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Minnesota Imams Condemn Orlando Massacre


In an interview with VOA's Somali Service, Abdirahman Sharif, leader of the Dar-Al-Hijra mosque in Minneapolis, Minnesota, described the Orlando attack as "anti-Islamic." (screen grab from video)

In an interview with VOA's Somali Service, Abdirahman Sharif, leader of the Dar-Al-Hijra mosque in Minneapolis, Minnesota, described the Orlando attack as "anti-Islamic." (screen grab from video)

Two influential Minnesota imams have condemned Sunday's massacre at an Orlando nightclub, saying the shooter, who pledged loyalty to Islamic State, does not represent Islam.

Abdirahman Sharif, leader of the Dar-Al-Hijra mosque in Minneapolis, described the attack as "anti-Islamic."

"We condemn this wicked and brutal action in the highest possible terms," he said Monday in an interview with VOA's Somali Service.

Sheikh Abdisalam Adan, chairman of the Islamic Civic Society of America, said it is "sad and unfortunate" that people claiming to be Muslims carry out these kinds of crimes.

"I think it is not a matter of religion," he told the Somali Service. "People who perpetrate such acts are not following any religious teachings."

"Whenever such a tragedy occurs and so many innocent people lose their lives, there is no justification for such a heinous action."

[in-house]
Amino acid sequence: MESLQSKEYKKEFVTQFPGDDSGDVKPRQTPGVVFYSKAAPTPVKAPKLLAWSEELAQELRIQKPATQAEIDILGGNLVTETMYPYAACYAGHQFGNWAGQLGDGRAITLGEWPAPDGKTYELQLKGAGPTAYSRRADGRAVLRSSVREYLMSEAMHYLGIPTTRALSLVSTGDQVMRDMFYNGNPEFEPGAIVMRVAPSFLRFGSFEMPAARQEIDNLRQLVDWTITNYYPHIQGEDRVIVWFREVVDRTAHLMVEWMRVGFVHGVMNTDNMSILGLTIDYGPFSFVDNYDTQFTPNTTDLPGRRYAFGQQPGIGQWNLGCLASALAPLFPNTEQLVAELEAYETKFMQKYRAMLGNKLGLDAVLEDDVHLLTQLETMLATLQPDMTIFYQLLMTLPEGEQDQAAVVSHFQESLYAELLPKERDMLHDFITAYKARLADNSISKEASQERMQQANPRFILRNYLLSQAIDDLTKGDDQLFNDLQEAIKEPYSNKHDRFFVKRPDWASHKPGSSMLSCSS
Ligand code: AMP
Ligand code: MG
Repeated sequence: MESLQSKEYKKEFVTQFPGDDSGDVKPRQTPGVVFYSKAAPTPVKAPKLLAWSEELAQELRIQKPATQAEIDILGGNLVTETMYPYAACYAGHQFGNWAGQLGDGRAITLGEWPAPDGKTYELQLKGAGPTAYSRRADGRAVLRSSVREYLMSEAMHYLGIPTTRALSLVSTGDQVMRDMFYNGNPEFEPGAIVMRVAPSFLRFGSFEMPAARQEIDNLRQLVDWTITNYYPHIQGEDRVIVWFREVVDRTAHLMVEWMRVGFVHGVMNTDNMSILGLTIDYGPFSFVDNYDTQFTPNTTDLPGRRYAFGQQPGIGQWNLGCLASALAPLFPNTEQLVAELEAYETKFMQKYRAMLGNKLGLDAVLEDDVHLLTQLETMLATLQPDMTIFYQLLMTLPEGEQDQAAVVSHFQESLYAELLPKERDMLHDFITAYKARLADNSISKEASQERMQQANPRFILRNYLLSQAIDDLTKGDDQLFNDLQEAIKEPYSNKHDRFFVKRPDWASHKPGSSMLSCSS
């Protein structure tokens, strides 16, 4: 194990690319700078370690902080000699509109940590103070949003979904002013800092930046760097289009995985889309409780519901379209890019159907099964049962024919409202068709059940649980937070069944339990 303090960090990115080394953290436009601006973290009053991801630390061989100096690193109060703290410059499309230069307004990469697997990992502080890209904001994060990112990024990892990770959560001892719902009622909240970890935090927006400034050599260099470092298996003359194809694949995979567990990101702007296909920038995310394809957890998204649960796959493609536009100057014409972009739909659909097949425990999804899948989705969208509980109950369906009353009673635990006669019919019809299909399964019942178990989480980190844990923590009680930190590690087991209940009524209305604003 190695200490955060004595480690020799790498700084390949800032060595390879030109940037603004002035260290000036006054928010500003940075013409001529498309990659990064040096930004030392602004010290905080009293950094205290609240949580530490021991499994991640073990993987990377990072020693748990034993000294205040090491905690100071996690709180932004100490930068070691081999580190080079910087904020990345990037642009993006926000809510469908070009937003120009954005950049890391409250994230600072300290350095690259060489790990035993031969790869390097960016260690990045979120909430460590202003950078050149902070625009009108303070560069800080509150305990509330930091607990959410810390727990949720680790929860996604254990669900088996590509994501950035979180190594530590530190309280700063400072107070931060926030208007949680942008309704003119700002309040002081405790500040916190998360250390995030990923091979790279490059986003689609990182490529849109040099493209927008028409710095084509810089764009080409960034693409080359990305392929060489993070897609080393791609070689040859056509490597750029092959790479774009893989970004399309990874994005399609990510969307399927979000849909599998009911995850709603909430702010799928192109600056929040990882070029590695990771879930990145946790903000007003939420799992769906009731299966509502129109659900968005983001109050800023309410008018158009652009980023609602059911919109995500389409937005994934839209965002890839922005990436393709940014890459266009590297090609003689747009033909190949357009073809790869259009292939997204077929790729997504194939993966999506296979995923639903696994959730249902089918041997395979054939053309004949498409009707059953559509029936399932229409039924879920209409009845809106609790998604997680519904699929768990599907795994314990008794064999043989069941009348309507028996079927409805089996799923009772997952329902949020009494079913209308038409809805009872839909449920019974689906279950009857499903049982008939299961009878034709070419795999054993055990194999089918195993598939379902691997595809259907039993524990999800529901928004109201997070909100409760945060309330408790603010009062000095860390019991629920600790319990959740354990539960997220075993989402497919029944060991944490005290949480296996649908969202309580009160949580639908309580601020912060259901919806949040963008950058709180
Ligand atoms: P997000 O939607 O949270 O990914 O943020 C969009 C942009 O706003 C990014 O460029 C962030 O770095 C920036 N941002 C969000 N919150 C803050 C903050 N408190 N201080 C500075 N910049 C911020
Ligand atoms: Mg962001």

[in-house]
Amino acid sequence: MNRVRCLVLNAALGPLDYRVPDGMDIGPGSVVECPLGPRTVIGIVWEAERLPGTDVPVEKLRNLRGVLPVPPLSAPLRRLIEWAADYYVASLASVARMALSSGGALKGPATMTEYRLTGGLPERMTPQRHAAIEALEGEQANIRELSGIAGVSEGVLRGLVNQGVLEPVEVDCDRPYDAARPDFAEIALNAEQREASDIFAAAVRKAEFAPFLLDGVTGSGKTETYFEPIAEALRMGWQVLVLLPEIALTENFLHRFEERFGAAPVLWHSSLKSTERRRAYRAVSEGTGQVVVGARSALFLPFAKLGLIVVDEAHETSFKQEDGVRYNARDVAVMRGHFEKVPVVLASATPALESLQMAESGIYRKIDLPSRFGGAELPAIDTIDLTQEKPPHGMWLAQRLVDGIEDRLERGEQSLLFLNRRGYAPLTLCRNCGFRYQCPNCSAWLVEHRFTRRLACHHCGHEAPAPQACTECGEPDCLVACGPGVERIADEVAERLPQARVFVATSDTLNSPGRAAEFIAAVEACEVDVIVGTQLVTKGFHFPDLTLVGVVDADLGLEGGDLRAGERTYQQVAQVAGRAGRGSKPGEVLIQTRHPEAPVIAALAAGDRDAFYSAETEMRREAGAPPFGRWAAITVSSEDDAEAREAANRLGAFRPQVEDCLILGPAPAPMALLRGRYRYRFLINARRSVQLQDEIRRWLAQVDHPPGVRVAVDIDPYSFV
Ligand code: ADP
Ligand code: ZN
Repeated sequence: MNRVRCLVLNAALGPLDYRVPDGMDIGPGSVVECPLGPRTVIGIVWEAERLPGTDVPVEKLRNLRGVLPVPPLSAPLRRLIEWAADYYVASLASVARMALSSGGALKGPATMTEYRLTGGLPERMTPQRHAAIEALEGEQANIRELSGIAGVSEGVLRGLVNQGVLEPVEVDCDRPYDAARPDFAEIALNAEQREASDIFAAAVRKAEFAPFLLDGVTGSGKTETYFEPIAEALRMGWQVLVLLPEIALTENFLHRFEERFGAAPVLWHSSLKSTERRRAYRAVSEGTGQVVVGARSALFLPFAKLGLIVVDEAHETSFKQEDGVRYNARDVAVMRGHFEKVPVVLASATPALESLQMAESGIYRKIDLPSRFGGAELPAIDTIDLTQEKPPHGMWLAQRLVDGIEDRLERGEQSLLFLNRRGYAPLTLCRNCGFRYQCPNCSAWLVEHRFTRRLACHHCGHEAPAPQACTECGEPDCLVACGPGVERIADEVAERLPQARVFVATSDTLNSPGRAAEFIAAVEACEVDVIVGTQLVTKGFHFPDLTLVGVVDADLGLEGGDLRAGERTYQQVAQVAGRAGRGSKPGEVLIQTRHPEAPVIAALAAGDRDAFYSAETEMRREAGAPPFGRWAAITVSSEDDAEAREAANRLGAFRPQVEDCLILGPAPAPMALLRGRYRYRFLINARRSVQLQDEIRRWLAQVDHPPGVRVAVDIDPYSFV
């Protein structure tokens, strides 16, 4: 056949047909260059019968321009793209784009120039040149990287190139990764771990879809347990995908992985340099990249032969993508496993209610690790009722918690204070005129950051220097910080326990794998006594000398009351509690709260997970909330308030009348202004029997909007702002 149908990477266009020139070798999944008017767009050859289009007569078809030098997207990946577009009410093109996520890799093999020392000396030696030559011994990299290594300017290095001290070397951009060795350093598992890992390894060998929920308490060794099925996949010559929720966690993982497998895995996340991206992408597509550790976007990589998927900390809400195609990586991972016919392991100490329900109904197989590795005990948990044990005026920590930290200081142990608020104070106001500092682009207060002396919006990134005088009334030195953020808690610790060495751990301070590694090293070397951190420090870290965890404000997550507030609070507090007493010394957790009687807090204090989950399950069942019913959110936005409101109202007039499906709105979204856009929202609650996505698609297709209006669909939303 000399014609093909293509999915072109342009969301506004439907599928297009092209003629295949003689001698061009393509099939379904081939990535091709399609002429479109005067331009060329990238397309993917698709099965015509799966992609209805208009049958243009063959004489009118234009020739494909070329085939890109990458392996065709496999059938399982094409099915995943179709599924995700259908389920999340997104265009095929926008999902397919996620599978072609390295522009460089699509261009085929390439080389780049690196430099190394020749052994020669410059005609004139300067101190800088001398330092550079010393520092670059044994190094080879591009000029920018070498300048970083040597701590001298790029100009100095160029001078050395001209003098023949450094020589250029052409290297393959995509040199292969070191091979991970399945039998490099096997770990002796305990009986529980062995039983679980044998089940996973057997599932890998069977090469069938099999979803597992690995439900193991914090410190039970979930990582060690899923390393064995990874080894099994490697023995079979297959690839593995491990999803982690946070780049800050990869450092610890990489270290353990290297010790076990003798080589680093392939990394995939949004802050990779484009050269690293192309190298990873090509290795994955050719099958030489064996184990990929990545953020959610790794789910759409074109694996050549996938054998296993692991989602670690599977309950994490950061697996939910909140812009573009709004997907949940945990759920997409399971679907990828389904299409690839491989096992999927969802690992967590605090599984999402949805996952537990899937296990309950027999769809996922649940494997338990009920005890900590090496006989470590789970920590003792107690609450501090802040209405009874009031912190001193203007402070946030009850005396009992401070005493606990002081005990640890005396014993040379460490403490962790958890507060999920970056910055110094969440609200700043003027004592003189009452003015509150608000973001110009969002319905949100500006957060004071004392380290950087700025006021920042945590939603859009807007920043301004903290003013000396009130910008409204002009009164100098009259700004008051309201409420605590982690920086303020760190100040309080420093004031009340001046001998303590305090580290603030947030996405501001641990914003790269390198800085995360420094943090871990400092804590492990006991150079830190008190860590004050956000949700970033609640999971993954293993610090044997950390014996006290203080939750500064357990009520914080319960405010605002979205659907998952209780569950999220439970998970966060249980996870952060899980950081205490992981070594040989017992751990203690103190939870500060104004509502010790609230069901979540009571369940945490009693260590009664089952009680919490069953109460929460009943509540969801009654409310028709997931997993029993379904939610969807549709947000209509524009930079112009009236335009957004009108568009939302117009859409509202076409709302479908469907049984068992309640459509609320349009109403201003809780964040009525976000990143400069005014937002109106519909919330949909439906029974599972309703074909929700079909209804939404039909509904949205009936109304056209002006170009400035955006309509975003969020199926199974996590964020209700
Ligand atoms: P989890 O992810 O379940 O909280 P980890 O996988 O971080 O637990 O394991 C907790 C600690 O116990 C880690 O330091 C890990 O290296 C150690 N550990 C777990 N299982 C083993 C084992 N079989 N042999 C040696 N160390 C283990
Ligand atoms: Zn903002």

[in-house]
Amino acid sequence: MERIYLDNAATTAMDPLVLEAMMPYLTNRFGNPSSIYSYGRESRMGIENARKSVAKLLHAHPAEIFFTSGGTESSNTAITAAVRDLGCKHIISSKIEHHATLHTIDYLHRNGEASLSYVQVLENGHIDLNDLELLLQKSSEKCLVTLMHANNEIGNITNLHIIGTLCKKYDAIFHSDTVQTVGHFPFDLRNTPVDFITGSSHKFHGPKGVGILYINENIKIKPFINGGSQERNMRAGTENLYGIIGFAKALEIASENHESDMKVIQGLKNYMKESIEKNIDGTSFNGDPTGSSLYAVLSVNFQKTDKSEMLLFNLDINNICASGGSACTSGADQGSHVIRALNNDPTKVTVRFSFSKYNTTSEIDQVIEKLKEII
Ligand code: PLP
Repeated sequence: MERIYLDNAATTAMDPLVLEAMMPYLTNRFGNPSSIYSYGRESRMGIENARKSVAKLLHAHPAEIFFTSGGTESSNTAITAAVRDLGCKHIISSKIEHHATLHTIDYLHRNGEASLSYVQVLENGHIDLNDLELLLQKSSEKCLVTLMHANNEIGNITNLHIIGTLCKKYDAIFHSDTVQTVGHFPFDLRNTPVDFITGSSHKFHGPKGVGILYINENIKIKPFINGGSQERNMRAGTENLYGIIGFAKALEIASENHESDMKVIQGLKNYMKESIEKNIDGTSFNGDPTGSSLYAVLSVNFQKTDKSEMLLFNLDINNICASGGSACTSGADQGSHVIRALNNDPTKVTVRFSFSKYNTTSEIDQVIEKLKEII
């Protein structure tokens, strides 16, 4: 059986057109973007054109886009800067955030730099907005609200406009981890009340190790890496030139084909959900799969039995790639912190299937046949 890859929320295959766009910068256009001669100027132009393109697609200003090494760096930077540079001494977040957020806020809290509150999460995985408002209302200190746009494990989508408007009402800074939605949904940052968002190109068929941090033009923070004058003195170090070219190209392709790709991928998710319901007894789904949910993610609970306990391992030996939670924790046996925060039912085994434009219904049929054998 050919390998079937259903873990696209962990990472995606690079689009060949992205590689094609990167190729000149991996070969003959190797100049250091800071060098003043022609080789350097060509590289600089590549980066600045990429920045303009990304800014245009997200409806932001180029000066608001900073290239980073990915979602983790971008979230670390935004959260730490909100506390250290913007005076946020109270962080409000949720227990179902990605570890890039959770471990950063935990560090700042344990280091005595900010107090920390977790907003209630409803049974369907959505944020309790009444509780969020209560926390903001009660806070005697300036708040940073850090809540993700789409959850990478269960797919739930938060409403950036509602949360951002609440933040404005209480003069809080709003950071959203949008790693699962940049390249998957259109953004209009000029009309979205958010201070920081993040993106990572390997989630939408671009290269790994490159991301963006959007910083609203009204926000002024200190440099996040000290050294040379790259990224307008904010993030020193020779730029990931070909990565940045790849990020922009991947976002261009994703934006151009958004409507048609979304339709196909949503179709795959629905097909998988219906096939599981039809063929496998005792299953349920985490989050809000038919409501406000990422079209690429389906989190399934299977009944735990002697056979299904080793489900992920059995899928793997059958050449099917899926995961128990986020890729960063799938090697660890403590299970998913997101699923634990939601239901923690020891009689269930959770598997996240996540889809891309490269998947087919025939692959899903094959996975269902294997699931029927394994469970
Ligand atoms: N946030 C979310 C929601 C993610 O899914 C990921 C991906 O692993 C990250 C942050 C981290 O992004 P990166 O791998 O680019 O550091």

Minneapolis is home to the largest ethnic Somali community in the United States, and in recent years has seen dozens of young Muslims leave the area to fight either with Islamic State or Somali militant group al-Shabab.

Worries about backlash

Both Sharif and Adan have been involved in outreach efforts to convince non-Muslim Americans that true Islam has nothing to do with terrorism and violence.

Sharif said he is worried the Orlando attack will stir up hatred against Muslim communities in the U.S.

“Once I heard the news about this attack, I was shocked because it comes as in recent days the media was covering the good image of Islam following the death of the boxing legend Muhammad Ali," he said.

“The incident also created fearful reaction in our mind. We thought about the possibility of backlash to the Muslim communities from disgruntled people. We are in the Muslim holy month of Ramadan when Muslims gather at mosques in large numbers for congregational prayers.”

Adan cautioned against generalizations about a connection between Islam and terrorism. "American Muslims should not be targeted since they are minority, as the people targeted at the nightclub were," he said.

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